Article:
by Mabel Suen
In this column, RFT Music gets to know local creatives, musicians and their missions. Get a slice of the local scene, complete with a snippet of sound and info about upcoming releases and shows. Stick around to see what St. Louis artists have to say whenever they Fill in in the Blank.
Most people are either left brain or right brain dominant -- not both. Kevin Harris, an electrical engineer by day and an experimental artist by night, somehow manages to harness the powers of each lobe in unison, merging the lines of logic and calculation with emotion and creativity in his music and visual art.
Sitting across the table from Harris at a south city bar, I can practically see the cogs turning in his head as he enthusiastically explains the method to his intricately designed sound art madness. He speaks casually yet articulately through big-rimmed translucent glasses over a Civil Life brown ale and dons a black t-shirt with digital synth code printed on it -- the work of experimental artist Laurie Speigel. Tonight, he'll release some of his only audio recordings on a tape with another experimental mastermind in town, Nathan Cook (aka NNN Cook), via Cook's label, Close/Far.
Harris grew up in Oklahoma, getting his first introduction to the world of musical texture and intricacy by frequently riding the bus to the symphony. He later went on to earn an undergraduate degree in music. In St. Louis, he performed in groups such as Airport Elementary School, Bird Leg and Half Gay. These days, he frequently collaborates with fellow musicians, performs in a duo called Lobster with Cook and curates sound art for Contemporary Art Museum St. Louis.
Harris specializes in live analog audio synthesis for his solo performances to envelop participants in complex environments of video and electronically generated sound via elaborate boutique synth patches. Typically atonal and arhythmic, sounds generated through modular synthesizers rise and fall like dancing machine ghosts, lost in time and space. Listen for unique timbres in his frequency modulations, generated from authentic noises that can sound deceptively organic. The resulting experience feels otherworldly, in that it's possible to find a different, warped dimension lurking somewhere closely behind the limitations of our physical means.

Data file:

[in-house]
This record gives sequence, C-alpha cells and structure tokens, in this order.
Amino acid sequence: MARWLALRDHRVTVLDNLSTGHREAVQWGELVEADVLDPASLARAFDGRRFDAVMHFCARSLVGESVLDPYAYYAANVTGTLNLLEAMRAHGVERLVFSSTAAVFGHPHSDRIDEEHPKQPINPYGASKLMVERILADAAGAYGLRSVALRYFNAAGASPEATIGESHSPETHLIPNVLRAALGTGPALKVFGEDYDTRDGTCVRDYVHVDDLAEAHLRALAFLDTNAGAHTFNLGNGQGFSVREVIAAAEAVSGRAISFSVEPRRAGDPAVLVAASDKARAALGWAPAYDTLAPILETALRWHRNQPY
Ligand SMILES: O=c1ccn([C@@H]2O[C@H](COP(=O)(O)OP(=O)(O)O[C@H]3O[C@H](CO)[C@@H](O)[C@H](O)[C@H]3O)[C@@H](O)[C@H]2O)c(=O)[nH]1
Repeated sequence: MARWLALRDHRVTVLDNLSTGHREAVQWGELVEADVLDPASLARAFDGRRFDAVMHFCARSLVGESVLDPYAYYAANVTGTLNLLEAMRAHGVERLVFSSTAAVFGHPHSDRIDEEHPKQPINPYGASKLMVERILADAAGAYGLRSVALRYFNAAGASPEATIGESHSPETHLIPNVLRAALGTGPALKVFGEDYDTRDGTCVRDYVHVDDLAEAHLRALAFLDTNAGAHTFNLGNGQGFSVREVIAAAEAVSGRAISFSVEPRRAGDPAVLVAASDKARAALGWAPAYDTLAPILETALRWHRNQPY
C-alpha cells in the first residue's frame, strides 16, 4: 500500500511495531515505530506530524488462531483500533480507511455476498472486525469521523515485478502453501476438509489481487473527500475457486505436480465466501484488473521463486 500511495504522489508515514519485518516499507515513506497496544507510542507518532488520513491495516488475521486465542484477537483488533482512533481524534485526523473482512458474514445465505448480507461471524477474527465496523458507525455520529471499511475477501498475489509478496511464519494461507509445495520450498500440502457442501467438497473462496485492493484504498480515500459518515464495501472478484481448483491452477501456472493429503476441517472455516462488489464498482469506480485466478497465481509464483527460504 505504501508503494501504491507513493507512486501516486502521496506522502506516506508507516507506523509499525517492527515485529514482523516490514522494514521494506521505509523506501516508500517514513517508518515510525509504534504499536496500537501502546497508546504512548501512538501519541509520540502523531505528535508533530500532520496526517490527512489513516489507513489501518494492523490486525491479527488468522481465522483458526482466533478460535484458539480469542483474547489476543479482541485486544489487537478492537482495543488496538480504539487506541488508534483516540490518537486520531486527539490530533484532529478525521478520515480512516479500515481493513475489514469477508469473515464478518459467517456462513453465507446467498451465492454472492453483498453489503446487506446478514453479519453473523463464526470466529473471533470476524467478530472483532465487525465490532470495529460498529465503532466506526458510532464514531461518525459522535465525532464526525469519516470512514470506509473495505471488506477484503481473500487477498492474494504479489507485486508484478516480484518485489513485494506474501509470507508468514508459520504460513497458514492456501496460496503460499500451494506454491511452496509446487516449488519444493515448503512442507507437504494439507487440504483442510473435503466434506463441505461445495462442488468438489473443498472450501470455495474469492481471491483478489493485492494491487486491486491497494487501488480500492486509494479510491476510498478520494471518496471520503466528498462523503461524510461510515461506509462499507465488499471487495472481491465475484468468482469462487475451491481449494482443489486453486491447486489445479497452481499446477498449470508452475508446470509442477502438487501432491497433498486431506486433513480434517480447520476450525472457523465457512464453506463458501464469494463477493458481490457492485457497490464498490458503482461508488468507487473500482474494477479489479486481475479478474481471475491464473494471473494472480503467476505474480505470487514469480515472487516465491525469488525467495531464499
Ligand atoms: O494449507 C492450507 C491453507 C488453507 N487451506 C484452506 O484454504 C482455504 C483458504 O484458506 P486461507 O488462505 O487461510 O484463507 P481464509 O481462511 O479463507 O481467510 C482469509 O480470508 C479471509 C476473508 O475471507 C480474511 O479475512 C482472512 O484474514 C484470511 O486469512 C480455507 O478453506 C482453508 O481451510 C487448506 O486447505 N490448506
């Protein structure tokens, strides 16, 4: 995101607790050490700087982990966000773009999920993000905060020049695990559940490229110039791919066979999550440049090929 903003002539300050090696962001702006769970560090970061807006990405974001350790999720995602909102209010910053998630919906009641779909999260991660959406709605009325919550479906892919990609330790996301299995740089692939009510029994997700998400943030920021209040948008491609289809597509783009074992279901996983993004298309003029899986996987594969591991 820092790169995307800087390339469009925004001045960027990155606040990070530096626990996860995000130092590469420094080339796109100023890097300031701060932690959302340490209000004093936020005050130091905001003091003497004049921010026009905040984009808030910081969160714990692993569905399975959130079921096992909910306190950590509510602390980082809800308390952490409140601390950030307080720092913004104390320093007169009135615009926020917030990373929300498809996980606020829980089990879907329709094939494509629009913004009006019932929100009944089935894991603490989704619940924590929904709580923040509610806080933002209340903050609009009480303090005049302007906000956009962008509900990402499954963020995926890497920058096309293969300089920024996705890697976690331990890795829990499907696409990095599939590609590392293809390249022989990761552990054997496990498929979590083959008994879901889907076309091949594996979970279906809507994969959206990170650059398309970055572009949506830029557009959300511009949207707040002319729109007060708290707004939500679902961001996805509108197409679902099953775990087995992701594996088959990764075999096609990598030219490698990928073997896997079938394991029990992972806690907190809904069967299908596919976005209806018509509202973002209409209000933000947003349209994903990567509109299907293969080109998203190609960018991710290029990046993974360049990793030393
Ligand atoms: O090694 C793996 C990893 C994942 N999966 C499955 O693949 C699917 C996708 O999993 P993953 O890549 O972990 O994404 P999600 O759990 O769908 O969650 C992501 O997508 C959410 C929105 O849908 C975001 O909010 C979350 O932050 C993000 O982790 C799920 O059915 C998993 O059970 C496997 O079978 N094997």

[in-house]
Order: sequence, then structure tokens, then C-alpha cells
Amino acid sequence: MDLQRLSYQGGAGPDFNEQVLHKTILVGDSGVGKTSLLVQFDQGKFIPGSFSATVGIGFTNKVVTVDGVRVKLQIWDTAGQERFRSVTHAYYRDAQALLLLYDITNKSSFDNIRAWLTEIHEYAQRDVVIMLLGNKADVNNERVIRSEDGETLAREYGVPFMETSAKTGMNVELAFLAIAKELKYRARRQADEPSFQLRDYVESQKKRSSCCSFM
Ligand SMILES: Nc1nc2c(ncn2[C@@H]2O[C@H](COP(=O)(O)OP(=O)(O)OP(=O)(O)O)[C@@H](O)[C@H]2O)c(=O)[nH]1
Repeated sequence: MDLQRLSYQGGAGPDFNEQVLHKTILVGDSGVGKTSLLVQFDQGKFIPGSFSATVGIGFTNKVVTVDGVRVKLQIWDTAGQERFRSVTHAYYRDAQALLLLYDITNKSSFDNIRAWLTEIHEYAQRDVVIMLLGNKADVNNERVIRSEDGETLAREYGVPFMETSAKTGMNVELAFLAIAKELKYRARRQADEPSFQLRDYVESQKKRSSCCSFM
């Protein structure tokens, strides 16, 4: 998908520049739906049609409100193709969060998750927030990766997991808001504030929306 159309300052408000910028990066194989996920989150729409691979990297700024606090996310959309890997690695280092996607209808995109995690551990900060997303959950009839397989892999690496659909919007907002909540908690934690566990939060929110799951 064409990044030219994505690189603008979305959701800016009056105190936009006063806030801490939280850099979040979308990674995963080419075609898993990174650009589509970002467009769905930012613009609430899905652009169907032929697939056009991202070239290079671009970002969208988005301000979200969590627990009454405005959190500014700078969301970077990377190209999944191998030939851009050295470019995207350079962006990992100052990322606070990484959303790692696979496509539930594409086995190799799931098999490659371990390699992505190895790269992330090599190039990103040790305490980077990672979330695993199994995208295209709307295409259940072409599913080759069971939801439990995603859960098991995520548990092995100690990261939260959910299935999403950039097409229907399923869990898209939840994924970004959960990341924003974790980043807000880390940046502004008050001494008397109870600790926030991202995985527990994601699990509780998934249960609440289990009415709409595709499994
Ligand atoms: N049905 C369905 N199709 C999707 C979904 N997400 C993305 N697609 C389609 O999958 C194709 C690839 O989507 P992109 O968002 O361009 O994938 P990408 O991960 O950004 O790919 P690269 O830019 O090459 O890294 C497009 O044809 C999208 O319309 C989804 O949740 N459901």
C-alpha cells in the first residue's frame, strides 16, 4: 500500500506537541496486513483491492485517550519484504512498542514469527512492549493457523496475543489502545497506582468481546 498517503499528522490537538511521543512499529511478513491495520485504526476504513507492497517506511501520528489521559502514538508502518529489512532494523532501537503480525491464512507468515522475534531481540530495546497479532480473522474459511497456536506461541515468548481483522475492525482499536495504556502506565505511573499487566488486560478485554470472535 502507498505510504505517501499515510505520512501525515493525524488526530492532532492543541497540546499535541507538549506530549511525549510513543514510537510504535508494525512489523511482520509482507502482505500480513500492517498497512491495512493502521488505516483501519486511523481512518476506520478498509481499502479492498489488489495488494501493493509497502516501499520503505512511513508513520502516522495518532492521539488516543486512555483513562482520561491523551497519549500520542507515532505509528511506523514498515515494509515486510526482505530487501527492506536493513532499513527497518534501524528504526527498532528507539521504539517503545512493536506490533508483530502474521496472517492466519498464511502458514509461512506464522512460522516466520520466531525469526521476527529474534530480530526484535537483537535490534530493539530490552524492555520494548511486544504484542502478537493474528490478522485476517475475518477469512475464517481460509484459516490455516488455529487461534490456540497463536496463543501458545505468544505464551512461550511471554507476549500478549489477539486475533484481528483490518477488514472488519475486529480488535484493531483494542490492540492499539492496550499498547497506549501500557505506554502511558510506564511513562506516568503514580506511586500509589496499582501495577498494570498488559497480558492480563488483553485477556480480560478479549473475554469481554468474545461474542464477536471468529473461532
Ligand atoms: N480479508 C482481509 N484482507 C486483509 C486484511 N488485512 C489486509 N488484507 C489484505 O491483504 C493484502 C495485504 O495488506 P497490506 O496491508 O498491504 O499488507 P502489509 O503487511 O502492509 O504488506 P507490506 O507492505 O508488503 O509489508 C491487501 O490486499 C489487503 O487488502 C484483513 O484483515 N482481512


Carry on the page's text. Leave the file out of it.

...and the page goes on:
Harris' side of the split tape serves as a response to Cook's composition, an amalgam of tape manipulation, square-wave oscillators, percussive elements and homemade electronics. After recording hours and hours of synthesizer sounds, Harris pieced together elements to create a continuous track. Get a copy of the tape tonight, and check out a video of Harris performing below from last Halloween:
Video by Chizmo.tv
We invited Kevin Harris to fill in the blanks ahead of his tape release show tonight. See what he had to say on the next page.
What I like most about St. Louis is... Kevin Harris: The fact that it is a post-apocalyptic industrial wasteland playground! South city feels like some sort of giant commune where laws don't apply to the same degree as elsewhere. It is also acceptable not to care what clothes you are wearing. Someone once told me that I always look like I either just woke up or am about to go to bed - I really like this concept.
I make music and art because... I want to change the way humans think about their lives, relationships, political structures, religious deities, social constructs, and addiction to television and fashionable consumption. I like to work, and it is the only type of work that is also fun (except maybe a professional drug taker or cake eater). I have a really short attention span. My heart beats really fast with excitement when I think about tomorrow. I'm trying to prove to myself that I am not stupid. It helps me repress unpleasant thoughts. I like dealing with sounds and objects more than people.